This post by Fr. Dan Martins got me thinking again about what to do with the Episcopal Church in the property disputes. It seems that eveyone is throwing around the title of "thief" and accusing each other of starting the lawsuits. It reminds me of my days in elementary school where crys of "he started it!" were all too common and the lazy teachers were the ones who wanted to know who threw the first punch (or kick or whatever).
The disputes on property are being handled just like a very acrimonious and messy divorce. Neither side may have a full claim to the property, but neither want the other to have any benefit from it. It's like a wife who cannot afford the house after the husband moves out but doesn't want to sell it and split the money with the ex-husband let alone let the ex-husband have the house. Likewise, the ex-husband "will be damned" if he'll let this woman have the house he worked so hard to pay for.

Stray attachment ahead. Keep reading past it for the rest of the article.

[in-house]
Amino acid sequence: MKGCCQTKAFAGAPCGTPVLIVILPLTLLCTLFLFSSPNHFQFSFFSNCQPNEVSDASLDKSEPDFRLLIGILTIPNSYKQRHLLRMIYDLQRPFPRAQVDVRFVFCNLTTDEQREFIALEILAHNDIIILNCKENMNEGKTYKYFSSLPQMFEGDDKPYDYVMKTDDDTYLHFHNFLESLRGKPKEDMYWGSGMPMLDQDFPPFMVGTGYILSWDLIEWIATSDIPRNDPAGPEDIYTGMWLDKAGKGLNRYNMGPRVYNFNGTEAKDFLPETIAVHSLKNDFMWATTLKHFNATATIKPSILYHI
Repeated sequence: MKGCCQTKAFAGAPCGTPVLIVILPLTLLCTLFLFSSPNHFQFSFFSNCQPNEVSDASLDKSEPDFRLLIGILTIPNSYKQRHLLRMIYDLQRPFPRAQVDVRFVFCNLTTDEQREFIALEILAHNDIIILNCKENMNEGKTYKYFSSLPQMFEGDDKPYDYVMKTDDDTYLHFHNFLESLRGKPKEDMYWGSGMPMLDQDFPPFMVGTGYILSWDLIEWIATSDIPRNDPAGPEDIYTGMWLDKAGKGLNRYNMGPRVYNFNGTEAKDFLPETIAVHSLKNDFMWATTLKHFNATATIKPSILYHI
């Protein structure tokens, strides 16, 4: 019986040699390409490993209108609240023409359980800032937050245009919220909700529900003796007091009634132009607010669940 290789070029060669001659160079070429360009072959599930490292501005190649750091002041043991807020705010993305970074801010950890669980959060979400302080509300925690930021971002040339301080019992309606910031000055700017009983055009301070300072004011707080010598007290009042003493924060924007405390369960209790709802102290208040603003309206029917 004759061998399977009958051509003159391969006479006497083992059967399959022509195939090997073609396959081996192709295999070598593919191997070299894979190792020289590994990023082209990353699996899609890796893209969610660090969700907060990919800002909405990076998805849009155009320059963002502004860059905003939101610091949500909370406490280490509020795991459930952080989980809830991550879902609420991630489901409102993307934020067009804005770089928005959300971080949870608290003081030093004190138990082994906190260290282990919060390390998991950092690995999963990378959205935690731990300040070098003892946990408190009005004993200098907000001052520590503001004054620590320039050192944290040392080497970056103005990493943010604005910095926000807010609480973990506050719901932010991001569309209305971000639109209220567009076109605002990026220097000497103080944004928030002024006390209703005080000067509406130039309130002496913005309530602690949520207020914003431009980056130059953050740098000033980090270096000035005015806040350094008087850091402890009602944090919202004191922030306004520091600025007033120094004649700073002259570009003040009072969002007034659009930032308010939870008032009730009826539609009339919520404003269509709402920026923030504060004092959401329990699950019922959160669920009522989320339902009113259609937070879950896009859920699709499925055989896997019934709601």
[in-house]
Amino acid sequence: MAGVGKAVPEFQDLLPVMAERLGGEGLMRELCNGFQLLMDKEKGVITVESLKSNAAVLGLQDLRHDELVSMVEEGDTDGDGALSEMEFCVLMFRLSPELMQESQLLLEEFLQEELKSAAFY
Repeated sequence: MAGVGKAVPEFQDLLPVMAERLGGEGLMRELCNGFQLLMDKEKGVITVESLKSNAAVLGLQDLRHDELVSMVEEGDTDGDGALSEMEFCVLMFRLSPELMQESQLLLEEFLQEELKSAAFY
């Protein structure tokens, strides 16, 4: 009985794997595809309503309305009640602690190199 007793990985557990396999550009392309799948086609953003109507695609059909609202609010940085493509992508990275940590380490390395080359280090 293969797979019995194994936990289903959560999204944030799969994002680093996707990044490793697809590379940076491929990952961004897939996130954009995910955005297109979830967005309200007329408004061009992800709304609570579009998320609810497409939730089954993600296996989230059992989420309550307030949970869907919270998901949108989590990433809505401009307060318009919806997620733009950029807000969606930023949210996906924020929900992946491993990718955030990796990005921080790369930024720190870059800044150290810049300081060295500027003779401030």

On all sides of this issue, we claim the title of Christian. When a congregation cannot see a way to remain within TEC, then we should be able to reach some form of compromise that honors the contributions of all involved and in both directions. The congregation did derive some benefit from being in TEC and in the diocese. Likewise, both TEC and the diocese derived benefit from the people in the congregation.
I propose that we let congregations share the property. Many congregations have multiple services on Sunday mornings. Let the congregation that has the most people attending pick their time and then let the smaller congregation have an alternate time. For major feast days that don't have multiple services (such as Maundy Thursday or the Great Vigil), develop some plan to share the space and have one service. Plan to do things such as mission or outreach work with both congregations.
Rather that buring the earth and sowing salt there, let's let Charity and forebearance rule our hearts.
Anger and hatred make great defenses against God's transforming love.